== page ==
last extreme. If he scorns even this, then the chances are that he is

Catholic only in name, for the tree of faith is such a fertile one that

it rarely fails to yield fruit and flowers of exquisite fragrance.

Oh! of course the lives of all the saints are not history in the

strictest sense of the word. But what has that to do with the Communion

of Saints? If simplicity and naivete have woven around some names an

unlikely tale, a fable or a myth, it requires some effort to see how

that could affect their standing with God, or their disposition to help

us in our needs.

Devotions are not based on historical facts, although in certain facts,

events or happenings, real or alleged, they may have been furnished

with occasions for coming into existence. The authenticity of these

facts is not guaranteed by the doctrinal authority of the Church, but

she may, and does, approve the devotions that spring therefrom.

Independently of the truth of private and individual revelations,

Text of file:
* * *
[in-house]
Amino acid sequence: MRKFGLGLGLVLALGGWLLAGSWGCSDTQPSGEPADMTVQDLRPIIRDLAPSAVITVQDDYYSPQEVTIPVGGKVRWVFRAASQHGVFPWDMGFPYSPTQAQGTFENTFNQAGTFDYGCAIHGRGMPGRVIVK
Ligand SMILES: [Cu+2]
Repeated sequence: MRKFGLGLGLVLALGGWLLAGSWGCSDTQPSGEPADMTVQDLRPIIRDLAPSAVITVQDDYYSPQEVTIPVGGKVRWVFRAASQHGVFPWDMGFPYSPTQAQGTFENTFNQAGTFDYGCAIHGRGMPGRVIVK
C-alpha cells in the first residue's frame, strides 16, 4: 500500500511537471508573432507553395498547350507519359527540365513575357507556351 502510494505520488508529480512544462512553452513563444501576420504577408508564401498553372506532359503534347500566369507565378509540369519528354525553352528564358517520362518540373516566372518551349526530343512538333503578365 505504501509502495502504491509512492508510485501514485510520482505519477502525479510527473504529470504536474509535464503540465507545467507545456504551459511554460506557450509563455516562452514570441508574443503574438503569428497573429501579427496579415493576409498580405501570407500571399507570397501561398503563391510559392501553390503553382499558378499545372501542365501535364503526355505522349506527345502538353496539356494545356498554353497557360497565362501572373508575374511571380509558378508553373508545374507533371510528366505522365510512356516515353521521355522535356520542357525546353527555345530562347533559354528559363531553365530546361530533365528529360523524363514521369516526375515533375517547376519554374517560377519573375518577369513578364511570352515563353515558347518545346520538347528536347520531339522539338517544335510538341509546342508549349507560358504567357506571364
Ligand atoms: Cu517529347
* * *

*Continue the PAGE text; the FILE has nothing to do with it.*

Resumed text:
visions and miracles, which she investigates as to their probability,

she makes sure that there is nothing contrary to the deposit of faith

and to morals, and then she gives these devotions the stamp of her

approval as a security to the faithful who wish to practise them. A

Catholic or non-Catholic may think what he likes concerning the

apparitions of the Virgin at Lourdes; if he is dense enough, he may

refuse to believe that miracles have been performed there. But he

cannot deny that the homage offered to Our Lady at Lourdes, and known

as devotion to Our Lady of Lourdes, is in keeping with religious

worship as practised by the Church and in consonance with reason

enlightened by faith, and so with all other devotions.

A vase of flowers, a lamp, a. burning candle before the statue of a

saint is a prayer whose silence is more eloquent than all the sounds

that ever came from the lips of man. It is love that puts it there,

love that tells it to dispense its sweet perfume or shed its mellow

rays, and love that speaks by this touching symbolism to God through a

favorite saint.